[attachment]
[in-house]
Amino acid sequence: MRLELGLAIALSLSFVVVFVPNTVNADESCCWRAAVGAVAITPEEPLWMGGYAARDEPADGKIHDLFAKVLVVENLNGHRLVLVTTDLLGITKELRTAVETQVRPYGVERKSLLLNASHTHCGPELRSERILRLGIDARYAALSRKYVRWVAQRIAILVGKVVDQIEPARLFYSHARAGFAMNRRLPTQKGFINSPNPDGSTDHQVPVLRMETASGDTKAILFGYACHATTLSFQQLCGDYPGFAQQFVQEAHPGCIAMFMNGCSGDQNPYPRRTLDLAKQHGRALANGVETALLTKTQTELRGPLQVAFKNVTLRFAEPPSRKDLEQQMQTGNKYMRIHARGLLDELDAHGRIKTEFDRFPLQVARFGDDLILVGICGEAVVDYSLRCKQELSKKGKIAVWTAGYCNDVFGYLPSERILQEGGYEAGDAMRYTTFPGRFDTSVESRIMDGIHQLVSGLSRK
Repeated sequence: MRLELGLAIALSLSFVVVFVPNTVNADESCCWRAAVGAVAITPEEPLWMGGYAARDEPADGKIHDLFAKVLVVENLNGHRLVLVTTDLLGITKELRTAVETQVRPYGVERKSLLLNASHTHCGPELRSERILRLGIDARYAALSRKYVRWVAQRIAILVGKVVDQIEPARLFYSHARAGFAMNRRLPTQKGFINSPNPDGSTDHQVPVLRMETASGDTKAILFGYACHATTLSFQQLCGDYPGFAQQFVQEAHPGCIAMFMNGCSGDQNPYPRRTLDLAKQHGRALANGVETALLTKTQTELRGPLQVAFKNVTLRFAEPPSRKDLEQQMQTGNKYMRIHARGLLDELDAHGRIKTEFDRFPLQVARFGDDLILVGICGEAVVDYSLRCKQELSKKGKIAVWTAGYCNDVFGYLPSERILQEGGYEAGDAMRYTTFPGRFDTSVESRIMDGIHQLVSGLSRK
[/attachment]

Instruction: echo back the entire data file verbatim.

[in-house]
Amino acid sequence: MRLELGLAIALSLSFVVVFVPNTVNADESCCWRAAVGAVAITPEEPLWMGGYAARDEPADGKIHDLFAKVLVVENLNGHRLVLVTTDLLGITKELRTAVETQVRPYGVERKSLLLNASHTHCGPELRSERILRLGIDARYAALSRKYVRWVAQRIAILVGKVVDQIEPARLFYSHARAGFAMNRRLPTQKGFINSPNPDGSTDHQVPVLRMETASGDTKAILFGYACHATTLSFQQLCGDYPGFAQQFVQEAHPGCIAMFMNGCSGDQNPYPRRTLDLAKQHGRALANGVETALLTKTQTELRGPLQVAFKNVTLRFAEPPSRKDLEQQMQTGNKYMRIHARGLLDELDAHGRIKTEFDRFPLQVARFGDDLILVGICGEAVVDYSLRCKQELSKKGKIAVWTAGYCNDVFGYLPSERILQEGGYEAGDAMRYTTFPGRFDTSVESRIMDGIHQLVSGLSRK
Repeated sequence: MRLELGLAIALSLSFVVVFVPNTVNADESCCWRAAVGAVAITPEEPLWMGGYAARDEPADGKIHDLFAKVLVVENLNGHRLVLVTTDLLGITKELRTAVETQVRPYGVERKSLLLNASHTHCGPELRSERILRLGIDARYAALSRKYVRWVAQRIAILVGKVVDQIEPARLFYSHARAGFAMNRRLPTQKGFINSPNPDGSTDHQVPVLRMETASGDTKAILFGYACHATTLSFQQLCGDYPGFAQQFVQEAHPGCIAMFMNGCSGDQNPYPRRTLDLAKQHGRALANGVETALLTKTQTELRGPLQVAFKNVTLRFAEPPSRKDLEQQMQTGNKYMRIHARGLLDELDAHGRIKTEFDRFPLQVARFGDDLILVGICGEAVVDYSLRCKQELSKKGKIAVWTAGYCNDVFGYLPSERILQEGGYEAGDAMRYTTFPGRFDTSVESRIMDGIHQLVSGLSRK